5 Things to consider when seeding or re-seeding your pastures
High yield, turf building, legumes, lower sugar, drought hardy, heavy traffic…
There are so many options and so much mixed information. It’s beyond confusing. How are you supposed to know what to plant to have your pasture actually meet your needs?
Well, I got your back. I’ve written out a few important guidelines for you to use to make sure you get it just right for your horses.
1. Determine how much traffic your pasture is going to get.
Do you have horses that are heavy players? They love to run, buck, and be wild. For them, the pasture is just as much about ripping around as it is about eating. In this case, going with a grass that is able to handle wear and tear is more important than choosing the seed with the highest yield.
This mistake happens a lot. Many people are stuck having to keep their horses locked off their pastures because they are worried they will get torn up. Then the grass super long (high yield) and the risk of health issues that come from overeating go up.
On the other hand, if you have horses that use the pasture more for napping, strolling, and grazing or have dental issues then it will serve them well to seed with grasses that are a bit more tender.
2. Figure out what kind of soil you have.
Taking into consideration your soil type is very important. Just because a type of seed is able to grow in your region of the world doesn’t mean that it is going to thrive in the conditions on your particular piece of land. You may have rocky soil that drains quickly, while the pasture at your friend’s place down the road is lower land with rich black dirt. You’re both in the same area of the country but you wouldn’t necessarily have the same types of grasses grow well in your pasture.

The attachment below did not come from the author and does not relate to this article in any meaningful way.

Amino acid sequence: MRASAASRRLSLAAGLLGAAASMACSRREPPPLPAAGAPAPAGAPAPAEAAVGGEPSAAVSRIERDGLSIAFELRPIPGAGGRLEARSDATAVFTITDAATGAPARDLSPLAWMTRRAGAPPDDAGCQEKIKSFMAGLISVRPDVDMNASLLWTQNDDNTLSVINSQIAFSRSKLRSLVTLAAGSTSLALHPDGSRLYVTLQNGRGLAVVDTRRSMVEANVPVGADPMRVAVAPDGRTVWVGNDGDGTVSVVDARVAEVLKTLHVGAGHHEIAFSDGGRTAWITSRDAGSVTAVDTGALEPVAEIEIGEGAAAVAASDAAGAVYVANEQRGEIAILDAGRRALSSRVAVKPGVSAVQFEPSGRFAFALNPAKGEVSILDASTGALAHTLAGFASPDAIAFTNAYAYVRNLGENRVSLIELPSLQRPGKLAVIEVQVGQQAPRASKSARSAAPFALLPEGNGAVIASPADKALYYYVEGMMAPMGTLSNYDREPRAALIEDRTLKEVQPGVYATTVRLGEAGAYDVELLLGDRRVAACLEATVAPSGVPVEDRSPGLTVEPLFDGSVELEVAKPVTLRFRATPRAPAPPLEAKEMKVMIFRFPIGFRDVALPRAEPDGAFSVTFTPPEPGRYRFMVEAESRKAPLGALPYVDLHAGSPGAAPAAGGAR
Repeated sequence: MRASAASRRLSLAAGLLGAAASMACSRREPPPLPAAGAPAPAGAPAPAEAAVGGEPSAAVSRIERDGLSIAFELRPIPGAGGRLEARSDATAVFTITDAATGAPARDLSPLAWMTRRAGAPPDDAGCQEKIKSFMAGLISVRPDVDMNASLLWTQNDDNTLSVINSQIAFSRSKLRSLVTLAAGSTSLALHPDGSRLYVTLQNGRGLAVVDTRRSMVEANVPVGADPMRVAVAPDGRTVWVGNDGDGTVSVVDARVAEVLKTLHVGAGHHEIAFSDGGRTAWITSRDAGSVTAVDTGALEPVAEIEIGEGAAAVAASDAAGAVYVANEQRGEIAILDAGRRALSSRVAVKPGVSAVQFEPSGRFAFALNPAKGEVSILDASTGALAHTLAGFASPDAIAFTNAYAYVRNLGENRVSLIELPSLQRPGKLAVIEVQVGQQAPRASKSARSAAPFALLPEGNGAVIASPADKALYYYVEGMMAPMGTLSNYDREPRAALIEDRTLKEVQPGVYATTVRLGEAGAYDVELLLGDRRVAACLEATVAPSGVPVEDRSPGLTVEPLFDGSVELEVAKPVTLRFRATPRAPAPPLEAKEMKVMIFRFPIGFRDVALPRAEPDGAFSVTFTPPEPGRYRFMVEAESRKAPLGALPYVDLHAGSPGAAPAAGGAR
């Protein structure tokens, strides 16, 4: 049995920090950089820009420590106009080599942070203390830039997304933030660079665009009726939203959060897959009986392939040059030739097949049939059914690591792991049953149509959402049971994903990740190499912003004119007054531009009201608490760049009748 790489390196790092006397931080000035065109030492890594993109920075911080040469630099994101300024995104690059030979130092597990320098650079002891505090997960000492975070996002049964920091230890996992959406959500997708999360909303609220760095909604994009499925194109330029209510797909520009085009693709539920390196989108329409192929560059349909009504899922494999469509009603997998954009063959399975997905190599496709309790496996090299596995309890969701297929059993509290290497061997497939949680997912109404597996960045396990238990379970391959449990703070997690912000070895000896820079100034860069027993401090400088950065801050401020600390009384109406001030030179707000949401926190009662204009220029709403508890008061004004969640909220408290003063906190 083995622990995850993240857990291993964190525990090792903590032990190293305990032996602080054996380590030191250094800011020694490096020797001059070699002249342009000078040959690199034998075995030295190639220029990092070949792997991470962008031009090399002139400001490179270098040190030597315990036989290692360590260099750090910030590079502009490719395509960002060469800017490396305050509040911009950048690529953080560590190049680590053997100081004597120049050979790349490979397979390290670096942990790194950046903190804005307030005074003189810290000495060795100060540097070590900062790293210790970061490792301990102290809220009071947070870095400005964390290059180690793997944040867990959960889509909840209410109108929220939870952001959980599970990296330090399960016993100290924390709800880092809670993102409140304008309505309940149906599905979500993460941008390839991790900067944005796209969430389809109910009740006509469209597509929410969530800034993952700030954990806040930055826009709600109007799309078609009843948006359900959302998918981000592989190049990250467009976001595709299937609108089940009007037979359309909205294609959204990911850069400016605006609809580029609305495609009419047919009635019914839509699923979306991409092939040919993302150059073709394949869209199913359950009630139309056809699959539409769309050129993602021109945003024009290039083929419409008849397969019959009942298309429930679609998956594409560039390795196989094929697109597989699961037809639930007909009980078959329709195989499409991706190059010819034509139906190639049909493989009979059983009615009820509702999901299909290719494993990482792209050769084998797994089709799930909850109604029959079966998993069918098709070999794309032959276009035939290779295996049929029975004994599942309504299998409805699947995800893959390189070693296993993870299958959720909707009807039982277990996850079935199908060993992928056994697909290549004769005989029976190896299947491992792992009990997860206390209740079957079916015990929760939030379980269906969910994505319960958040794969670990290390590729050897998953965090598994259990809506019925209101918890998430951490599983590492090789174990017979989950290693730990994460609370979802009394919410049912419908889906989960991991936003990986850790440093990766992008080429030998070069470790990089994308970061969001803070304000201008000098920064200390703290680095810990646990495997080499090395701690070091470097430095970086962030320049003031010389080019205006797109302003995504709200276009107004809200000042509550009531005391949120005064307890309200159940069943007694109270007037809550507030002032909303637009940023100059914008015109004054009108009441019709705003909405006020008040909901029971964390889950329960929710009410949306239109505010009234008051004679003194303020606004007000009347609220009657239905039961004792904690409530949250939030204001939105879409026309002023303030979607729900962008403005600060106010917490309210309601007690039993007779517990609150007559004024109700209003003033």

3. Consider the weather in your area.
Choosing a seed that likes to grow in your particular weather conditions not only ensures it will survive but it also helps to keep the plants from being stressed by weather changes less often. When plants become stressed the starches and sugars tend to change which can wreak havoc on your horse’s system.
4. Determine the nutritional needs of your horses.
Is your pasture going to be used as the main food source for your horses during certain times of the year? If so you will want to take a realistic look at the nutritional needs of your horses. If you have easy keeper horses that would benefit from spending more time searching for food and using the pasture area for exercise then you wouldn’t want to plant a lush high yield pasture. On the other hand, if you have horses that are harder keepers and are using the pasture to help keep your feed bill down then you would want to choose seeds that would have higher feed value.
Many seed companies are geared toward selling and marketing seeds that are made to be consumed by production animals (animals that are making babies, milk, or meat). Most of our horses are not producing anything other than manure and great rides. It would be wise to watch out for the seed blends that are made to make a steer double its weight in six months.
You may end up paying a little more for the blend that is made for horses. But you will easily make up the difference having a horse that is healthy and thriving all year long. Instead of one that struggles with weight fluctuations and digestive issues from the wrong pasture.
*One thing you will want to be sure to stay away is endophytes especially if you are planning to raise foals as it is toxic.
5. Don't skip the soil test.
Soil testing is going to be immensely helpful in determining what deficiencies you may have and what to add to the soil to ensure that your pasture can thrive. Soil testing can also save you a ton of money as it can save you from having to add fertilizer unnecessarily. Most people go through their local extension office to have soil testing done on their fields but if you don’t have services in the area you live in you can get the same info from a mail in soil test option like this one here.
Here’s to greener grass being on your side of the fence.